Children as young as 11 were among the 422 youngsters hauled in front of the courts and convicted last year in Northern Ireland.
Justice Minister Naomi Long revealed the shocking range of crimes children have committed in recent years - including robbery, violence against the person, fraud, motoring and drugs offences.
In some cases children aged 13 and under have been convicted of sex crimes.
More than 6,300 young people aged 16 and under have been convicted at court here since 2010. In 411 cases, the child was 13 and under.
However, the number of young people convicted each year has dropped significantly over the last decade.
In 2010, 931 children aged 16 and under appeared in court and were convicted of a crime but this fell to 422 in 2019 - a 55% reduction.
At the same time, there was also a drastic decrease in the number of children dealt with by way of out of court disposals, which include warnings, cautions and community based restorative justice.
In 2010, the youth diversion disposal methods were implemented as an alternative to court proceedings with 2,134 children aged between 10 and 16.
This fell to 764 in 2019 - a 64% reduction.
Ms Long released the information in response to an Assembly question from Green Party MLA Rachel Woods.
Explaining the drop in the number of child convictions and children receiving out of court disposals, Ms Long said: "Much of this is due to the commitment of my Department and criminal justice partners to early intervention and targeted support for children at risk of offending, with the aim of keeping them out of the formal justice system as far as possible whilst addressing their underlying needs."
A PSNI source said: "If a child of 10 or 11 is appearing in court, it's either for a very serious offence or they are a very persistent offender.
"If you can avoid putting a child into the system, then that's what you'll do because once they're in the system, that tends to be it.
"If you get them early enough, children can be diverted but it requires a lot more than the police, you need the home, social services and the education system to get on board."
The figures provided by Ms Long are broken down by age and offence category.
They include defendants aged between 10 and 13, 14, 15 and 16 from 2010 to 2019. The statistics do not provide a full account of the number of children who have appeared in court or been dealt with by the justice system as specific figures have only been provided where five or more children fall into a category.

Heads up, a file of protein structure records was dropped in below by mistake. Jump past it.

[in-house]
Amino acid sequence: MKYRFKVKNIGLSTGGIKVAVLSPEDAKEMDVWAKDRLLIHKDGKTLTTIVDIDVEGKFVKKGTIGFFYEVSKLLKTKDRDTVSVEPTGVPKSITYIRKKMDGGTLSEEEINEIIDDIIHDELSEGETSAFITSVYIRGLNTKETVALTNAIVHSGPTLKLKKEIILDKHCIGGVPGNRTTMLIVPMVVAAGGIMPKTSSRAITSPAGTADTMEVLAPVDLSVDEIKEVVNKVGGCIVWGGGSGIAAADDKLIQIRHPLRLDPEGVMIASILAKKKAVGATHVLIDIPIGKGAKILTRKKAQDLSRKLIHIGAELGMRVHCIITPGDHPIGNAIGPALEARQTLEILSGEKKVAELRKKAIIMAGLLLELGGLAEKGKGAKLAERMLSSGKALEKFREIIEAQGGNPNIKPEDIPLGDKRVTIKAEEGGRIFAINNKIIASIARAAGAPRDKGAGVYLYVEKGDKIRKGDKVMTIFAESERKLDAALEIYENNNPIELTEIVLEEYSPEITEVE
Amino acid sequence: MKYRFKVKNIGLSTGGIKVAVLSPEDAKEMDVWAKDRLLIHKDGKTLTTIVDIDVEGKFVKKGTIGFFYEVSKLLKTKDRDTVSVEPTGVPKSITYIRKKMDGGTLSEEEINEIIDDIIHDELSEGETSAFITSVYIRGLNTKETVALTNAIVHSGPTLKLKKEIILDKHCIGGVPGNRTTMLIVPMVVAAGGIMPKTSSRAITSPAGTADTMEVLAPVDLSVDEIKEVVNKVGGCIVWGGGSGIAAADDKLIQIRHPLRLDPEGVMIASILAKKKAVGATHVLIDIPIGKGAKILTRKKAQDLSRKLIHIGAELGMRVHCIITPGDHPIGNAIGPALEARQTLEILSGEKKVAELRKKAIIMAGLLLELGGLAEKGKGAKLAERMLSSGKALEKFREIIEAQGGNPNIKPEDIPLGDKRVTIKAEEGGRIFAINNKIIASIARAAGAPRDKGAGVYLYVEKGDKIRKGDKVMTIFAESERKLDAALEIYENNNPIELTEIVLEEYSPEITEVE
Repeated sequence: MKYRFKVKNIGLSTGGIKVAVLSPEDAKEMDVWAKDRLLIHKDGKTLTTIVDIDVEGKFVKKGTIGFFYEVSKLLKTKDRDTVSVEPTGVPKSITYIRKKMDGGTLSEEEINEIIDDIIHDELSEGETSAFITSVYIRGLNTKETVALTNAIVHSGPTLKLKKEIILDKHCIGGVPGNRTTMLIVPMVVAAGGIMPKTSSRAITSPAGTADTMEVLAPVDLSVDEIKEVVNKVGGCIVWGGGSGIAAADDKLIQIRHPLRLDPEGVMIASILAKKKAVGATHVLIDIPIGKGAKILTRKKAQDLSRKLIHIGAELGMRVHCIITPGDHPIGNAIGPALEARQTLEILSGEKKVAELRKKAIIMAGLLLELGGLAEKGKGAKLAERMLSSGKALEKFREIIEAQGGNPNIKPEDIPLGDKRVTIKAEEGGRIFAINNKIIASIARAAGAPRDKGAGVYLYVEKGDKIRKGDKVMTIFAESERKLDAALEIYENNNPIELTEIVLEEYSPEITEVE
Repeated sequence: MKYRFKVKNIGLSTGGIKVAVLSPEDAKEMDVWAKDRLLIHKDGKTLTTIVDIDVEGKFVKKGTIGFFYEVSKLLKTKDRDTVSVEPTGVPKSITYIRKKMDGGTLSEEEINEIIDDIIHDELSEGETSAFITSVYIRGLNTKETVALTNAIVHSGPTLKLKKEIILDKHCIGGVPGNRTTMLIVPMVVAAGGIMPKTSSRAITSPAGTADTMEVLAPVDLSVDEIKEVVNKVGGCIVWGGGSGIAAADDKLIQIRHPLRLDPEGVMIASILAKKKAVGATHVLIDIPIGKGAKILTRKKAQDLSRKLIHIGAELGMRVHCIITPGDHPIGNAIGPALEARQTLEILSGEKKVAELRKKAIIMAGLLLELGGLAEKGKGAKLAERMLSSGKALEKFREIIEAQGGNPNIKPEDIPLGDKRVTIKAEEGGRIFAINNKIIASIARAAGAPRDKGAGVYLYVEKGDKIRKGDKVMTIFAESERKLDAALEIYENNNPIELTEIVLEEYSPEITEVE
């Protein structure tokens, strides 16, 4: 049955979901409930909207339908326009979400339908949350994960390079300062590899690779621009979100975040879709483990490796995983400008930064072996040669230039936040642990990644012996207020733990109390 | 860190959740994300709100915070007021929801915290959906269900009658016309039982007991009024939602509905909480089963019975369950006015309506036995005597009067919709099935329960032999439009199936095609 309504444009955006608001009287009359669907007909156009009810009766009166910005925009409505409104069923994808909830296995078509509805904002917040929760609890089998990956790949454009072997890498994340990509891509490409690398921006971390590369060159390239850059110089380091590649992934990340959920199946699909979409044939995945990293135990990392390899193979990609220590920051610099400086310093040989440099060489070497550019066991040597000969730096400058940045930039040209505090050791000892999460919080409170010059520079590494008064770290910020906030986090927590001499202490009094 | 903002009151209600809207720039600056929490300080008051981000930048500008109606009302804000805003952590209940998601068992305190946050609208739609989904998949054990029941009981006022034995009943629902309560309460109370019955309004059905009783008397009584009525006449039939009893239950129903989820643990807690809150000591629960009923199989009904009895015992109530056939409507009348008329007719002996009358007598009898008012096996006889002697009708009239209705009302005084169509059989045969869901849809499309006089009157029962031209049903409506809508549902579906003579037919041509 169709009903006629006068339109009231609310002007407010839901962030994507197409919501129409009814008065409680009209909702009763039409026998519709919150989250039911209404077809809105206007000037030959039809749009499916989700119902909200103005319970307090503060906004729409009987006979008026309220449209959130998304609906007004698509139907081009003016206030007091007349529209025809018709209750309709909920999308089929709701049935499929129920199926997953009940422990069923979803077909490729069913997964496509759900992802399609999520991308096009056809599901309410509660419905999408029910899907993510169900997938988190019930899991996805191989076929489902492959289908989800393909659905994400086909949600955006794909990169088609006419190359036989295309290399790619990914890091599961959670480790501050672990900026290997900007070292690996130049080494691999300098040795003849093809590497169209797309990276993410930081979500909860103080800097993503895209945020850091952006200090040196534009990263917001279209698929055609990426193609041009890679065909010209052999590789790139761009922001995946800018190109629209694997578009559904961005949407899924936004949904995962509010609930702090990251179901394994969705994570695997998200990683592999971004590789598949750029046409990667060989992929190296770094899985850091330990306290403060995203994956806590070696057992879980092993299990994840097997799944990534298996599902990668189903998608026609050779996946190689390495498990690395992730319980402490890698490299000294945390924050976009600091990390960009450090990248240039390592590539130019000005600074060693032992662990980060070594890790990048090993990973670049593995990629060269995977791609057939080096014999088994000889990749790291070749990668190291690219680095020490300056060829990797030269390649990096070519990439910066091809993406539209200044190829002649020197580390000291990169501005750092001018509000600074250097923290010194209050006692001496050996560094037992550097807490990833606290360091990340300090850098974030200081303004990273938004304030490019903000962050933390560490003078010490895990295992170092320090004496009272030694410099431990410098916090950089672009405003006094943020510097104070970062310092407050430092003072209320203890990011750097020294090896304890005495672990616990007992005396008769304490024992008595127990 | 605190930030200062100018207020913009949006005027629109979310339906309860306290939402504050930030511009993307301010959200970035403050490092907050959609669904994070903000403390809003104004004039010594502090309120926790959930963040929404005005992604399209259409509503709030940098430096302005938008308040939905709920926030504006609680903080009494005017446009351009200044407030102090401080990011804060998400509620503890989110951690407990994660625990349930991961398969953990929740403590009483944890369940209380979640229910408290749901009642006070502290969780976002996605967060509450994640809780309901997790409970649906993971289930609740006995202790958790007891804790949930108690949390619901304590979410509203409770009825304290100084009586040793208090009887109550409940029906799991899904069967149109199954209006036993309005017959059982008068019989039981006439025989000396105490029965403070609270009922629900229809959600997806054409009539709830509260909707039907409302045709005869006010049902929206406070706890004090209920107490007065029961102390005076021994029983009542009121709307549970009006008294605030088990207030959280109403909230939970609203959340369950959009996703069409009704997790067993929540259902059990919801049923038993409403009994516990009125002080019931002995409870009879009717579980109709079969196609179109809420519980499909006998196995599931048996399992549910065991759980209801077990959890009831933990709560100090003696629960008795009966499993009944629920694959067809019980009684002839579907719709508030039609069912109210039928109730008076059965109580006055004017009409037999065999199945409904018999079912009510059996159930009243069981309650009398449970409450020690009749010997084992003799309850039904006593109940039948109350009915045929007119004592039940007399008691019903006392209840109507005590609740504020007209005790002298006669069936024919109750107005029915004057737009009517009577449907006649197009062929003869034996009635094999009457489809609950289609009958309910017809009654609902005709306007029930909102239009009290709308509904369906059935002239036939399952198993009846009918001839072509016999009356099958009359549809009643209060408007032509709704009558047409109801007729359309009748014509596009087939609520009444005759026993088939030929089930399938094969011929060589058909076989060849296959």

Numbers where there are less than five children have been withheld in order to ensure no-one is identified. The figures also relate only to the main offence, so a child may have been dealt with for a number of offences but these have not been recorded.
They have shown that 1,623 children between 10 and 16 were convicted of violence against the person offences between 2010 and 2019, while 1,546 children were convicted of criminal damage over the same period.
Meanwhile, more than 700 children between 10 and 16 appeared in court and were convicted of a public order offence over the 10-year period.
The figure is likely to be so high given the number of children who become involved in rioting and attacking police during periods of unrest across Northern Ireland. In 411 cases the child was aged between 10 and 13. In 2019, children in this age bracket were convicted of crimes such as violence against the person, burglary and criminal damage.
The age of criminal responsibility - when a child is considered capable of committing a crime and old enough to stand trial and be convicted of an offence - is currently set at 10 in Northern Ireland, England and Wales.
The age of criminal prosecution in Scotland was raised to 12 back in 2011, meaning that younger children would be sent to children's hearings instead of court.